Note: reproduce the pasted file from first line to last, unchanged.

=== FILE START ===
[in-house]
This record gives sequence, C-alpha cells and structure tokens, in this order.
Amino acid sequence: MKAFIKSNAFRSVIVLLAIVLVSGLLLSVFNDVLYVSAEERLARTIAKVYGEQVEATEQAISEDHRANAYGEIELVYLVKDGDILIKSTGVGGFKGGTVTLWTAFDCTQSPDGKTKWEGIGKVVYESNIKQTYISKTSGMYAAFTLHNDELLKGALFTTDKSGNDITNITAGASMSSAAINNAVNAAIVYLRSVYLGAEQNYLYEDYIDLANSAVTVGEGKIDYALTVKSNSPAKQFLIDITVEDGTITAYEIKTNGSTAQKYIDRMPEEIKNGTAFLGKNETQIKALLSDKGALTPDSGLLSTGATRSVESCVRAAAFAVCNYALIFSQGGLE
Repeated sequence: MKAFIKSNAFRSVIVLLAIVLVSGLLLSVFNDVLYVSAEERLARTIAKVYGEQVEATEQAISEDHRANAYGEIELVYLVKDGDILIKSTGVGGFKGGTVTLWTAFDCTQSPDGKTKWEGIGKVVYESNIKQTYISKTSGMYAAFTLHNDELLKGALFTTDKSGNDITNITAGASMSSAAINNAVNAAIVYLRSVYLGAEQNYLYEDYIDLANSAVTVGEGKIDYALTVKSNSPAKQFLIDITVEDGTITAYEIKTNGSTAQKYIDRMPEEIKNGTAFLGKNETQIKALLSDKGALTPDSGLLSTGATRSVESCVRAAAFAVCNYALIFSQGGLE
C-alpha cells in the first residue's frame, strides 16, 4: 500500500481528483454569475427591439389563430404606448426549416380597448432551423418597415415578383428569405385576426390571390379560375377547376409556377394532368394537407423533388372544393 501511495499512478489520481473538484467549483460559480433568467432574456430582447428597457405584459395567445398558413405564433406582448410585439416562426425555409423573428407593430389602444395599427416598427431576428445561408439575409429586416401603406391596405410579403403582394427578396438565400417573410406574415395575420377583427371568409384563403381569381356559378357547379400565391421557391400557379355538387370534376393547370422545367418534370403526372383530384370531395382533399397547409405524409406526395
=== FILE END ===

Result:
[in-house]
This record gives sequence, C-alpha cells and structure tokens, in this order.
Amino acid sequence: MKAFIKSNAFRSVIVLLAIVLVSGLLLSVFNDVLYVSAEERLARTIAKVYGEQVEATEQAISEDHRANAYGEIELVYLVKDGDILIKSTGVGGFKGGTVTLWTAFDCTQSPDGKTKWEGIGKVVYESNIKQTYISKTSGMYAAFTLHNDELLKGALFTTDKSGNDITNITAGASMSSAAINNAVNAAIVYLRSVYLGAEQNYLYEDYIDLANSAVTVGEGKIDYALTVKSNSPAKQFLIDITVEDGTITAYEIKTNGSTAQKYIDRMPEEIKNGTAFLGKNETQIKALLSDKGALTPDSGLLSTGATRSVESCVRAAAFAVCNYALIFSQGGLE
Repeated sequence: MKAFIKSNAFRSVIVLLAIVLVSGLLLSVFNDVLYVSAEERLARTIAKVYGEQVEATEQAISEDHRANAYGEIELVYLVKDGDILIKSTGVGGFKGGTVTLWTAFDCTQSPDGKTKWEGIGKVVYESNIKQTYISKTSGMYAAFTLHNDELLKGALFTTDKSGNDITNITAGASMSSAAINNAVNAAIVYLRSVYLGAEQNYLYEDYIDLANSAVTVGEGKIDYALTVKSNSPAKQFLIDITVEDGTITAYEIKTNGSTAQKYIDRMPEEIKNGTAFLGKNETQIKALLSDKGALTPDSGLLSTGATRSVESCVRAAAFAVCNYALIFSQGGLE
C-alpha cells in the first residue's frame, strides 16, 4: 500500500481528483454569475427591439389563430404606448426549416380597448432551423418597415415578383428569405385576426390571390379560375377547376409556377394532368394537407423533388372544393 501511495499512478489520481473538484467549483460559480433568467432574456430582447428597457405584459395567445398558413405564433406582448410585439416562426425555409423573428407593430389602444395599427416598427431576428445561408439575409429586416401603406391596405410579403403582394427578396438565400417573410406574415395575420377583427371568409384563403381569381356559378357547379400565391421557391400557379355538387370534376393547370422545367418534370403526372383530384370531395382533399397547409405524409406526395